Cancer Immunology, Immunotherapy

, Volume 64, Issue 11, pp 1383–1392 | Cite as

Surgical trauma induces postoperative T-cell dysfunction in lung cancer patients through the programmed death-1 pathway

  • Pingbo Xu
  • Ping Zhang
  • Zhirong Sun
  • Yun Wang
  • Jiawei Chen
  • Changhong Miao
Original Article

Abstract

The programmed death-1 (PD-1) and programmed death ligand-1 (PD-L1) pathway have been shown to be involved in tumor-induced and sepsis-induced immunosuppression. However, whether this pathway is involved in the surgery-induced dysfunction of T lymphocytes is not known. Here, we analyzed expression of PD-1 and PD-L1 on human peripheral mononuclear cells during the perioperative period. We found that surgery increased PD-1/PD-L1 expression on immune cells, which was correlated with the severity of surgical trauma. The count of T lymphocytes and natural killer cells reduced after surgery, probably due to the increased activity of caspase-3. Caspase-3 level was positively correlated with PD-1 expression. Profile of perioperative cytokines and hormones in plasma showed a significantly increased level of interferon-α, as well as various inflammatory cytokines and stress hormones. In ex vivo experiments, administration of anti-PD-1 antibody significantly ameliorated T-cell proliferation and partially reversed the T-cell apoptosis induced by surgical trauma. We provide evidences that surgical trauma can induce immunosuppression through the PD-1/PD-L1 pathway. This pathway could be a target for preventing postoperative cellular immunosuppression.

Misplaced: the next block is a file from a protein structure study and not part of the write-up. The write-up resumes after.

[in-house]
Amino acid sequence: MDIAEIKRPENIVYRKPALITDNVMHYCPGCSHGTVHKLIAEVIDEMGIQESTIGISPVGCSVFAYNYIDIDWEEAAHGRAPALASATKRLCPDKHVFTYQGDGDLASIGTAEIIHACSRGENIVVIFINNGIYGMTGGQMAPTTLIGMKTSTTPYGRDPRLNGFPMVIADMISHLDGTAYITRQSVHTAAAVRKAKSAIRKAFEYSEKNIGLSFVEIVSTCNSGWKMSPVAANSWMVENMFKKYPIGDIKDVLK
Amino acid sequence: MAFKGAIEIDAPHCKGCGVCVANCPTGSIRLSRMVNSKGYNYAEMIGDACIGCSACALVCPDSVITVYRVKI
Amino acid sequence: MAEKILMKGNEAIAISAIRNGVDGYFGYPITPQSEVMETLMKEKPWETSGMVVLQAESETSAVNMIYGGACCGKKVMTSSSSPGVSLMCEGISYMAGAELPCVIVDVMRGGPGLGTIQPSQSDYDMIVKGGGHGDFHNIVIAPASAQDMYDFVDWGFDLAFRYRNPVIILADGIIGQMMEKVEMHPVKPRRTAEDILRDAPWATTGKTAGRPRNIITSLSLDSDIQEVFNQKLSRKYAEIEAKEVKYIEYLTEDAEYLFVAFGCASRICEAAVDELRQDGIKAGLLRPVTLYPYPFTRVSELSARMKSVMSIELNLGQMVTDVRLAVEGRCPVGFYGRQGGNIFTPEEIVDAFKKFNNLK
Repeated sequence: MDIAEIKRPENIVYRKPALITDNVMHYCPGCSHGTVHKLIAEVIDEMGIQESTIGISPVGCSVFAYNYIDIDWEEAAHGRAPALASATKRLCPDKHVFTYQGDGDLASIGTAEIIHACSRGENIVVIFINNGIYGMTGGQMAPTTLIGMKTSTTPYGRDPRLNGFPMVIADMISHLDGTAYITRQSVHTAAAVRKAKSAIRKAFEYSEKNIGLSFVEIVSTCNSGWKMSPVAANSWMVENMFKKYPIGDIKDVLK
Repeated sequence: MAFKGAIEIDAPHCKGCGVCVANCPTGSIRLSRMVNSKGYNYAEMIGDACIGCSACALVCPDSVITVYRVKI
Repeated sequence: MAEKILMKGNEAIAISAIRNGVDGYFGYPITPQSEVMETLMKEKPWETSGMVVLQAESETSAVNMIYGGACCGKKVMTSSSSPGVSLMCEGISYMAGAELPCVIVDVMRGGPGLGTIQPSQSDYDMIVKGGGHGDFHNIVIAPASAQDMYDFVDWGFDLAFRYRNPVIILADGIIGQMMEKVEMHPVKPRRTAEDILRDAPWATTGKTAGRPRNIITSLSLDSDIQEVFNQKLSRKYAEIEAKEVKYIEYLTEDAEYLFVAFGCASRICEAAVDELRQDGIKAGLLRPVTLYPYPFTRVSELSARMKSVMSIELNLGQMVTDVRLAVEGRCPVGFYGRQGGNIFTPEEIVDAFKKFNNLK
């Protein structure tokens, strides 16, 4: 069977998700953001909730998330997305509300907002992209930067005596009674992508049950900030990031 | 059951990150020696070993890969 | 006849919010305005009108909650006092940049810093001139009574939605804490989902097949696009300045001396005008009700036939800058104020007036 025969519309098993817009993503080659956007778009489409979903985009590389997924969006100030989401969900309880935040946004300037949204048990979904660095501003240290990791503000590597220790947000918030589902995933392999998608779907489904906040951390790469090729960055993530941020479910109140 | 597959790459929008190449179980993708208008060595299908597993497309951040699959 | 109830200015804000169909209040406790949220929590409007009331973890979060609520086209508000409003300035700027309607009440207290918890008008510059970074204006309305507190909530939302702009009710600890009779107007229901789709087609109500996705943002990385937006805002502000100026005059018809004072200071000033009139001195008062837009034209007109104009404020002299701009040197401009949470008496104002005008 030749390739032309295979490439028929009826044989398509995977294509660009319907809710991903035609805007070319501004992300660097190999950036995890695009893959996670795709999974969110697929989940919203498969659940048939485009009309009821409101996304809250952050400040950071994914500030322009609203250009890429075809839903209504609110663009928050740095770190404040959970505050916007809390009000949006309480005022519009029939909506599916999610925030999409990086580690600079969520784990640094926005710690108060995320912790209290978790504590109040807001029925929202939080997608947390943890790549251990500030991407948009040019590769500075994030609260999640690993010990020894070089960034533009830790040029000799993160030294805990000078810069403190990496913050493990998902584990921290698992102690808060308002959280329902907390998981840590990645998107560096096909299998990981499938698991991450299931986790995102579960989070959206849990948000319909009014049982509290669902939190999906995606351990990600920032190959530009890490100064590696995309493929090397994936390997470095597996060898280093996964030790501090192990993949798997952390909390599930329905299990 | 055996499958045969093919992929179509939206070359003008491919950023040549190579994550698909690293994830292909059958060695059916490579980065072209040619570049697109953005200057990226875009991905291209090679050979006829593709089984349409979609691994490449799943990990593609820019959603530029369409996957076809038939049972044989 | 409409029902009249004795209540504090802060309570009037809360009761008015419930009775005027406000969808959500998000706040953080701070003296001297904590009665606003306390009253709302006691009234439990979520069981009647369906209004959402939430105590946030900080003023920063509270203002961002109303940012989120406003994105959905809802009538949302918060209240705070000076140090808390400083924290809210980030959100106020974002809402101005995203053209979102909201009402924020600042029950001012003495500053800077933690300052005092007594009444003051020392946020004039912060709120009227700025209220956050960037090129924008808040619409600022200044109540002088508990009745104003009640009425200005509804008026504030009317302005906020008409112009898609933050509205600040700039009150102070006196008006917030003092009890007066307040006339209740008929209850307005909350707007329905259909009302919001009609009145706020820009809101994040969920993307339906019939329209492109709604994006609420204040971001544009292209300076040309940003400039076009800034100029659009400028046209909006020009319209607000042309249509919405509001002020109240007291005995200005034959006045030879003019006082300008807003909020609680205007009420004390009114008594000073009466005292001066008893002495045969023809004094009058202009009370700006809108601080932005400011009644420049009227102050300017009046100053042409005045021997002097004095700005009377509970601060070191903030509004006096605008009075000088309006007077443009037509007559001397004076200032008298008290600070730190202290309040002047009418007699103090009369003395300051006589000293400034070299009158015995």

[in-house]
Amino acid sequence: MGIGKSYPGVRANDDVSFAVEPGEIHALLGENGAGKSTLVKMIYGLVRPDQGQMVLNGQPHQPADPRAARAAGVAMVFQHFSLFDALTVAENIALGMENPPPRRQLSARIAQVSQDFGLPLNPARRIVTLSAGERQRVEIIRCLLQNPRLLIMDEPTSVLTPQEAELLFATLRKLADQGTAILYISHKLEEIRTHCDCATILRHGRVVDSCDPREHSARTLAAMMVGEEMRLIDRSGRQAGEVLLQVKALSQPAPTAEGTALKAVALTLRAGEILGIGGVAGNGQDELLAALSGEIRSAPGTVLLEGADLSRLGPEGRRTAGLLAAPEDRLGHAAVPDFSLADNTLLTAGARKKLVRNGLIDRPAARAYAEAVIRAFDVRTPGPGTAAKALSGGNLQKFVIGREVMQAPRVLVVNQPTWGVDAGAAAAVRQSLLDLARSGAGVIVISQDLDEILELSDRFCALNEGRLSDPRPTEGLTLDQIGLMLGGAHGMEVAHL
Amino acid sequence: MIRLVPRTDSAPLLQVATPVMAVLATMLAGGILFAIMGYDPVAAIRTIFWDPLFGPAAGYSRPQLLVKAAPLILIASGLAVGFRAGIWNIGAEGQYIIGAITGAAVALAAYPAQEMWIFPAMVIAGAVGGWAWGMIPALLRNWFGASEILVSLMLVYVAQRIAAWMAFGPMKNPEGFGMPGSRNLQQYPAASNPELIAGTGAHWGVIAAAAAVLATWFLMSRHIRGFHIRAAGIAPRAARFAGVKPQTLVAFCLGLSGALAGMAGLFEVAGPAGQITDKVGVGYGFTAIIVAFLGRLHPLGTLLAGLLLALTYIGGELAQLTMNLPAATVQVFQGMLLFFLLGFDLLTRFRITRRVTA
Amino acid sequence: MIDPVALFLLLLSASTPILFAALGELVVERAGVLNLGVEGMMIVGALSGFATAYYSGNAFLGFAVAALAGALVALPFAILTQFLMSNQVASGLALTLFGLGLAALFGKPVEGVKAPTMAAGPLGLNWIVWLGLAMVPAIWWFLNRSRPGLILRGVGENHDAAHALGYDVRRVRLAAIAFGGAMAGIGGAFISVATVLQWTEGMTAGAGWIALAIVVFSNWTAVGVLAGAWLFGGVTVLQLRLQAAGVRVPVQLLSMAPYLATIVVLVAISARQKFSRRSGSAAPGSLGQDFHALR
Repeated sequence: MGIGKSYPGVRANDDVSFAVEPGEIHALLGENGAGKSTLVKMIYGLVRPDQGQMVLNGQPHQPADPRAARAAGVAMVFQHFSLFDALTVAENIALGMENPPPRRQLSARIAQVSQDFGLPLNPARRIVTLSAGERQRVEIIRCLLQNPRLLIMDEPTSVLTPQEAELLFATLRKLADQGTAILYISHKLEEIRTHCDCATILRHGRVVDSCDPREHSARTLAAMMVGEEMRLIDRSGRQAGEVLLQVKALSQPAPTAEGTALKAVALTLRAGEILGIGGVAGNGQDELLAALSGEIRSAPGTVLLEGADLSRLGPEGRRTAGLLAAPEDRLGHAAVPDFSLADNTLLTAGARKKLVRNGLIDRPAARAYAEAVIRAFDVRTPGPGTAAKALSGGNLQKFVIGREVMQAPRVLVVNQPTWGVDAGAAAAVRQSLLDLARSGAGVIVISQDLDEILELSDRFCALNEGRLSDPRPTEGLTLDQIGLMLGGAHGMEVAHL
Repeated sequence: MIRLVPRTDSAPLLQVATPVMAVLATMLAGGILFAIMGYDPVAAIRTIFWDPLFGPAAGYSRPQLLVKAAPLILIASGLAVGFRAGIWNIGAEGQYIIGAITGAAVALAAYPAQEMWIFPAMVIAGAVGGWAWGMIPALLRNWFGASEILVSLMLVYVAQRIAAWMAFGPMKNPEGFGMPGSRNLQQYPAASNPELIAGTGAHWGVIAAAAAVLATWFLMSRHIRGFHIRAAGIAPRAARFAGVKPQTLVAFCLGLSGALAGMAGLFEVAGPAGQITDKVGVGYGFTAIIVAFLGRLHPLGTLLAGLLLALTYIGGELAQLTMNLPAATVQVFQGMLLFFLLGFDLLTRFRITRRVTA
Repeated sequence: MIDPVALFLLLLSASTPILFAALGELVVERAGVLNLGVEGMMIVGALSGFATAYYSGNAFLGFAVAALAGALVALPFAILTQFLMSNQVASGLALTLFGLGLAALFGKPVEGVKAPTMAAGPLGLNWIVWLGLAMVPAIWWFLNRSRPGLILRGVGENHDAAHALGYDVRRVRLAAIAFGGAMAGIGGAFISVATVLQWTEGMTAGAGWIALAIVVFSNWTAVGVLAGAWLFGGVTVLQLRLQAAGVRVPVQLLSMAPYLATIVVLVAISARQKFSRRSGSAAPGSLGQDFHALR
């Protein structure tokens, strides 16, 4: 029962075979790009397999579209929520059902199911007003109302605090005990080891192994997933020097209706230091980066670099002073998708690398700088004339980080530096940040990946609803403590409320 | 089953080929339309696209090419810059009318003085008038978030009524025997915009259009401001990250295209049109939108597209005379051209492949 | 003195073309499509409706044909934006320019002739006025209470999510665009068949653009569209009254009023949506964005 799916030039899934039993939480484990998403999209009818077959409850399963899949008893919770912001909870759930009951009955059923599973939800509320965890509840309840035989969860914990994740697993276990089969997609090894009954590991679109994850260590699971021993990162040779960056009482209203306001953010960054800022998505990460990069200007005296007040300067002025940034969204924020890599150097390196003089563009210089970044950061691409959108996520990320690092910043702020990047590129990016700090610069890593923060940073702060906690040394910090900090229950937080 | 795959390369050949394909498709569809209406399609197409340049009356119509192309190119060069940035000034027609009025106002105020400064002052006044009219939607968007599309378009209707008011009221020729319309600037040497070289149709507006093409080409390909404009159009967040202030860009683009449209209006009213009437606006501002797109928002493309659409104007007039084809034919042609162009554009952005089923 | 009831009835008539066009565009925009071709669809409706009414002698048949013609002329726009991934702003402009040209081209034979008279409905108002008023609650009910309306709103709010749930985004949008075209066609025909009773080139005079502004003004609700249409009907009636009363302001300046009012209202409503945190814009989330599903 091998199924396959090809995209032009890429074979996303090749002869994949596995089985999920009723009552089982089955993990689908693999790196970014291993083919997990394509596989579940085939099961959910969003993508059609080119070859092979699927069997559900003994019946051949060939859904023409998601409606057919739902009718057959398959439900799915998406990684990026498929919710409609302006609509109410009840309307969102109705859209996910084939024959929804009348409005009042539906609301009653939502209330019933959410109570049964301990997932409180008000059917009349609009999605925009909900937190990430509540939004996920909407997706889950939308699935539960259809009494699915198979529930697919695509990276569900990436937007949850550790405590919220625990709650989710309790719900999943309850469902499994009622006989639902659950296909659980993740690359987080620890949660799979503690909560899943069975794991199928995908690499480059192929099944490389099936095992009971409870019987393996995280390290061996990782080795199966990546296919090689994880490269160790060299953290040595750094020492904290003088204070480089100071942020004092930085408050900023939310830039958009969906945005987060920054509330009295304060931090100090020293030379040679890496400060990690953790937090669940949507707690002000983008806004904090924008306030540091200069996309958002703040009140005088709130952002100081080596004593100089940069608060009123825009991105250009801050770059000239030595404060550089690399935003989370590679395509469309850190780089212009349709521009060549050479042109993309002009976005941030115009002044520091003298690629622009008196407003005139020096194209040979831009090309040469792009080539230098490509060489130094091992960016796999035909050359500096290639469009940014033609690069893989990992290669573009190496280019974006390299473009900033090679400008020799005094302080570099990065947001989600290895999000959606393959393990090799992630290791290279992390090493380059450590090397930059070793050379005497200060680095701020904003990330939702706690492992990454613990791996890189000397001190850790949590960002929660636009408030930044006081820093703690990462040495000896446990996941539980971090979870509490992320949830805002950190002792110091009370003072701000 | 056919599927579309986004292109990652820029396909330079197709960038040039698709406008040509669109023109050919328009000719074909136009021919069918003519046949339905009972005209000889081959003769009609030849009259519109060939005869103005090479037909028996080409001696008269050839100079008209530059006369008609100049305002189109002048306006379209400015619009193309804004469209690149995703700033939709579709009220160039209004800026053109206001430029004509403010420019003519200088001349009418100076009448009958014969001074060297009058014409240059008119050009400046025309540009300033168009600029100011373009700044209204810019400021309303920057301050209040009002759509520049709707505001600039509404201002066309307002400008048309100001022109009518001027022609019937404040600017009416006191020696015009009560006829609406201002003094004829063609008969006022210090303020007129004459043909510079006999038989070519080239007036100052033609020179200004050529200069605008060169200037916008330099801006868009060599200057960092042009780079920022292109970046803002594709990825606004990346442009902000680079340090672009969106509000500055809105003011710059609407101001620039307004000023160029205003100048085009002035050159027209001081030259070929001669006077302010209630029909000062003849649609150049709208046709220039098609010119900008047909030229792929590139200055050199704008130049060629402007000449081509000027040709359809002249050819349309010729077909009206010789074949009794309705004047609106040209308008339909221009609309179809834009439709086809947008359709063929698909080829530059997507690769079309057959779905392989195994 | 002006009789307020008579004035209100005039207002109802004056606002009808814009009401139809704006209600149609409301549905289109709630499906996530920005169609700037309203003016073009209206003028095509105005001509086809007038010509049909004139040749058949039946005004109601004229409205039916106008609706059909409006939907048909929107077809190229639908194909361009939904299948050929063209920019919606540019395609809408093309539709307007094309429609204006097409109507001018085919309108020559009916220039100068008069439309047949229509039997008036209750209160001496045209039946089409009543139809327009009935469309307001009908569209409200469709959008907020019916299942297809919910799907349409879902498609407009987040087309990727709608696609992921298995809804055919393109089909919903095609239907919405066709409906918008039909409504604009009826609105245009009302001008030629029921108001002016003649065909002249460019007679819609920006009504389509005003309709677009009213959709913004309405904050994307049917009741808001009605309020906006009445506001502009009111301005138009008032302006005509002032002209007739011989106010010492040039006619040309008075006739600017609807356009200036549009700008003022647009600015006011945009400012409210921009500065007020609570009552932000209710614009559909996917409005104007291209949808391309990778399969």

Keywords

PD-1/PD-L1 Surgery Immunosuppression Lung cancer 

Abbreviations

DCs

Dendritic cells

IFN-α

Interferon alpha

IL

Interleukin

NK

Natural killer

PBMCs

Peripheral blood monocyte cells

PD-1

Programmed death-1

PD-L1

Programmed death ligand-1

PD-L2

Programmed death ligand-2

PGE2

Prostaglandin E2

POD

Postoperative day

TNF-α

Tumor necrosis factor alpha

Notes

Acknowledgments

Funding was received from National Natural Science Foundation of China (NSFC 81471852) and Shanghai Natural Science Foundation (KW 1307, KW142R1407500).

Compliance with ethical standards

Conflict of interest

The authors declare that they have no conflict of interest.

Supplementary material

262_2015_1740_MOESM1_ESM.pdf (135 kb)
Supplementary material 1 (PDF 135 kb)

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Copyright information

© Springer-Verlag Berlin Heidelberg 2015

Authors and Affiliations

  • Pingbo Xu
    • 1
  • Ping Zhang
    • 2
  • Zhirong Sun
    • 1
  • Yun Wang
    • 1
  • Jiawei Chen
    • 1
  • Changhong Miao
    • 1
  1. 1.Department of AnesthesiologyFudan University Shanghai Cancer CenterShanghaiPeople’s Republic of China
  2. 2.Cancer InstituteFudan University Shanghai Cancer CenterShanghaiPeople’s Republic of China

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